Thursday 25 January 2018

The Wines That Made Us (2): Babycham

So, first things first: no, Babycham isn't a wine. Could we just leave it at that?

All right, then: it's a quasi-wine, a drink that - like Camp Coffee, back in the day - was enough like something it wasn't to keep thousands of British punters happy at a time when the thing it wasn't, wasn't readily available. Camp Coffee, Salad Cream, Babycham: the 1950's in a nutshell.

What Babycham was - and indeed is - is a fizzy alcoholic pear drink, invented some sixty-five years ago by a West County firm called Showerings. Their genius was to capitalise on two fundamental ideas. First, they found an economically viable way make perry, a kind of low-alcohol pear cider, by using pear juice concentrate rather than actual pears - which are hard to harvest and tend to rot overnight. Secondly, Showerings decided to market this stuff exclusively at those young post-War women who wanted an unthreatening, mildly refreshing alcoholic beverage - one they could ask for in a pub or private residence without looking sleazy or indecorous. It came in a dinky little bottle, had a cute foil top and an even cuter cartoon fawn for branding purposes, a cartoon fawn dreamed up by ad agency Colet Dickinson Pearce and as smart as anything from Coca-Cola or Disney.

It was a gap in the market and Showerings filled it. At its peak in the mid-Sixties, the Babycham factory in Shepton Mallet, Somerest, was turning out 108,000 tiny bottles an hour. It was the ur-Prosecco of the time, the hen party Chardonnay before there was Chardonnay. Moreover, it was the first alcoholic product to be advertised on British TV, in 1957. That's how culturally central Babycham is, or was.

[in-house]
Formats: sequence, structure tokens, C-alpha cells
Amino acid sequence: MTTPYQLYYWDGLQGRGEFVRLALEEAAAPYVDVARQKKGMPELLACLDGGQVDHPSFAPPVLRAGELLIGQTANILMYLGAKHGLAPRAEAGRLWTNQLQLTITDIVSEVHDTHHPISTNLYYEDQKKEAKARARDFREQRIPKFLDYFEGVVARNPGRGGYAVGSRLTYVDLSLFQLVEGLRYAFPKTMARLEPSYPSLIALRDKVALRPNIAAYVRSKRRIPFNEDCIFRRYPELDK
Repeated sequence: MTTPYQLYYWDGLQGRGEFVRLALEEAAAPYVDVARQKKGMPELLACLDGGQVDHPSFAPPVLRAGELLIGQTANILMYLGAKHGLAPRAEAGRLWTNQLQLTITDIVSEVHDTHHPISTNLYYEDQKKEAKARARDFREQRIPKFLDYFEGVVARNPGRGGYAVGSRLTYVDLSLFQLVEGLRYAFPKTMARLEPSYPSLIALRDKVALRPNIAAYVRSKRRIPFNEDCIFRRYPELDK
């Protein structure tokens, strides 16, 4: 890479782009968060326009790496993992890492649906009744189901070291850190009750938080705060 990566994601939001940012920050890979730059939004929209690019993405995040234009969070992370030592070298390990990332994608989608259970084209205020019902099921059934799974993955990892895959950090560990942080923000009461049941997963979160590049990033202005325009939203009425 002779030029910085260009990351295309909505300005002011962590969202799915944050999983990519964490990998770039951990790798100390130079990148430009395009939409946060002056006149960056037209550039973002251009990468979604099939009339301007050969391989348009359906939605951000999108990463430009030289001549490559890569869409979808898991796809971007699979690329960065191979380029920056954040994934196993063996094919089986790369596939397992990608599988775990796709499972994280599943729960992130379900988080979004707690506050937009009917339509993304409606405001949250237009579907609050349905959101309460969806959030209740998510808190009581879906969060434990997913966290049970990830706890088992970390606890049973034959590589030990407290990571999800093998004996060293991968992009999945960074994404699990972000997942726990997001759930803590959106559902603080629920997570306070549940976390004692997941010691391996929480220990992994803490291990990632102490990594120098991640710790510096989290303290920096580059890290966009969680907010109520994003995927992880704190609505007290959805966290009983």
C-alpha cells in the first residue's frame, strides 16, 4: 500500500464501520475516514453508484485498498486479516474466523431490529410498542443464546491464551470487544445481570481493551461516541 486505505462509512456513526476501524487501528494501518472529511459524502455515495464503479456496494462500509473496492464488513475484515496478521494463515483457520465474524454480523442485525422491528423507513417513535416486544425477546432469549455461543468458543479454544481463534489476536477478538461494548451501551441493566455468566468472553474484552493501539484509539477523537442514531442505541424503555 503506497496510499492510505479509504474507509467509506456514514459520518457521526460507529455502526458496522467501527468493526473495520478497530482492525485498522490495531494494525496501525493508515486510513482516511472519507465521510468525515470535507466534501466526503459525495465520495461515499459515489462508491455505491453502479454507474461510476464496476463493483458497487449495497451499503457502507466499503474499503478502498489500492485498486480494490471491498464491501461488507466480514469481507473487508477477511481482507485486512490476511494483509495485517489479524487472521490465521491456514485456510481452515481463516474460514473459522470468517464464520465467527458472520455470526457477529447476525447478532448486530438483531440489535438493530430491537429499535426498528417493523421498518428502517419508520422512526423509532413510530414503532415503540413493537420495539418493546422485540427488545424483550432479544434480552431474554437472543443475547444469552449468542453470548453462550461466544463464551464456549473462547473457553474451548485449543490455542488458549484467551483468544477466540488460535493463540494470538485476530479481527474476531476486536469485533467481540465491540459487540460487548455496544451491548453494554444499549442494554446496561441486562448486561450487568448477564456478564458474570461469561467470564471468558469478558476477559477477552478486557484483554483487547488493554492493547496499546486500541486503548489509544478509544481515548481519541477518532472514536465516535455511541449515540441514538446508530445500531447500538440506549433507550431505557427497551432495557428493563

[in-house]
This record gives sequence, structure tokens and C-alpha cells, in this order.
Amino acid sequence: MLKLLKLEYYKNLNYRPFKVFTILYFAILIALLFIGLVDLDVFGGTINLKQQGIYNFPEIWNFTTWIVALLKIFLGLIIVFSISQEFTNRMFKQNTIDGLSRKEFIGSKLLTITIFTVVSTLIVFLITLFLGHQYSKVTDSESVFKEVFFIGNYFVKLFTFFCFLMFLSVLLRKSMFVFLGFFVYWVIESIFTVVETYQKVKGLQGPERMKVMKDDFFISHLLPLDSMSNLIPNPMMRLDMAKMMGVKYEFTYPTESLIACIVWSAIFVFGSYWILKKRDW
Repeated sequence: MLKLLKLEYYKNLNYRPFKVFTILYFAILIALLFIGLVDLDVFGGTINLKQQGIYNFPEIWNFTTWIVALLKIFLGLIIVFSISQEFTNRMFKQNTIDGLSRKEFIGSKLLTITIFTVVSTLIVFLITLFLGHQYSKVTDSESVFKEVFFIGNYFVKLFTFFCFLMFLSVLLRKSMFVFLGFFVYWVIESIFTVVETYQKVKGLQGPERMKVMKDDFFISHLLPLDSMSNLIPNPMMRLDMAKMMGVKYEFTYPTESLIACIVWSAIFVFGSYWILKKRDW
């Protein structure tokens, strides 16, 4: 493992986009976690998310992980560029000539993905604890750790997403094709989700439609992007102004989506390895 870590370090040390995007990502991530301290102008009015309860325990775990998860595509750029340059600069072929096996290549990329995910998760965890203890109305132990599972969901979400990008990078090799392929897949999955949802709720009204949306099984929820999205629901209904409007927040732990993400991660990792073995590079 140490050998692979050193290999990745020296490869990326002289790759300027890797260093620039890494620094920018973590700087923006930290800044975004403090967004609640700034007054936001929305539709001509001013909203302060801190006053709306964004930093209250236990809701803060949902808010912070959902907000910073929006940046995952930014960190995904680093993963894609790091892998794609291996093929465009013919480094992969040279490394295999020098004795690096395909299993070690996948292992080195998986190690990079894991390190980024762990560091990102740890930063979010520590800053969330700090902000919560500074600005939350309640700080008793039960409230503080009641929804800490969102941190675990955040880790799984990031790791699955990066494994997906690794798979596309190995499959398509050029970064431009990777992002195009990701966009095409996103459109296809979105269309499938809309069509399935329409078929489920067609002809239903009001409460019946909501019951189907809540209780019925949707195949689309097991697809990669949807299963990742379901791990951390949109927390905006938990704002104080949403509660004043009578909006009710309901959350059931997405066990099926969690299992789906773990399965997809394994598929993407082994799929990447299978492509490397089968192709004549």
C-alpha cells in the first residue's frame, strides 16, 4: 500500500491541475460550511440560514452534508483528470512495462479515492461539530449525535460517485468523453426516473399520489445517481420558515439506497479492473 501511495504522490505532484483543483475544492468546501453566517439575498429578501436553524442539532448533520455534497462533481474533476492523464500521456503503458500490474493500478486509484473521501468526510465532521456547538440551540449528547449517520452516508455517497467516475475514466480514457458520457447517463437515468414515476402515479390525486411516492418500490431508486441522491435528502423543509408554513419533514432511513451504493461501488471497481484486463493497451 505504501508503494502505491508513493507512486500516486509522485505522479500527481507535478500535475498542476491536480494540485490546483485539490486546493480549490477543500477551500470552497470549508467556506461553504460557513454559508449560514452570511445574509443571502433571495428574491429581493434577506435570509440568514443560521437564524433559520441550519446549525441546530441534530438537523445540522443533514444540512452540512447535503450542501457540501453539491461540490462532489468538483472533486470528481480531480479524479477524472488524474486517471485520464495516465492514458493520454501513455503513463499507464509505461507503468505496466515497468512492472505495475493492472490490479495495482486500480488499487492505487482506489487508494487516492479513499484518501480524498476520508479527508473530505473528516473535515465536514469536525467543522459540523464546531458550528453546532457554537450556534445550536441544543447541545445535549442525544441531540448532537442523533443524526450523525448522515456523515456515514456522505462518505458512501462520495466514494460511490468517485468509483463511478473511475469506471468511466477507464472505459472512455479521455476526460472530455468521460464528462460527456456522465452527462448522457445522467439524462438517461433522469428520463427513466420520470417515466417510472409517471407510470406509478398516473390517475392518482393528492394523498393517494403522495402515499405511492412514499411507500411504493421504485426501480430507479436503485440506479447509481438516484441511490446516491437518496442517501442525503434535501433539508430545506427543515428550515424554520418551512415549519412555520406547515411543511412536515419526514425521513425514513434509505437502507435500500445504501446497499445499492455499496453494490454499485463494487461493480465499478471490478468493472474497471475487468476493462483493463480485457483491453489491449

And yet. The name, for instance. It suggests champagne, but is actually a reference to the number of prizes the drink won in its earliest, pre-Babycham days - so many that it became known as the Baby Champion, or Babycham for short. Or the associated rubric, The genuine champagne perry: even if you know that perry is a fermented fizzy pear drink, what, exactly, is a champagne perry? But even as this occurs to you, those delirious, groundbreaking 1950's ads point out that The Babycham bottle fills a champagne glass. Lots of things fill a champagne glass, including an aspirin dissolved in water and a small cup of Camp Coffee; but if Babycham is meant to be poured into a champagne glass, well, that makes it more like champagne than other things. And, a bit like champagne, you can mix it with drinks that aren't champagne to make something drinkable in a different way. You can have a Stinger - a mix of Babycham, brandy and Angostura bitters; a less classic (but printed on a promotional Babycham coaster, so it must be okay) Babycham plus a half of Guinness for a kind of flat-pack Black Velvet; a Baby Blue - vodka, Babycham, Blue Curacao, pineapple juice. And so on. It is whatever you want it to be, apart from champagne.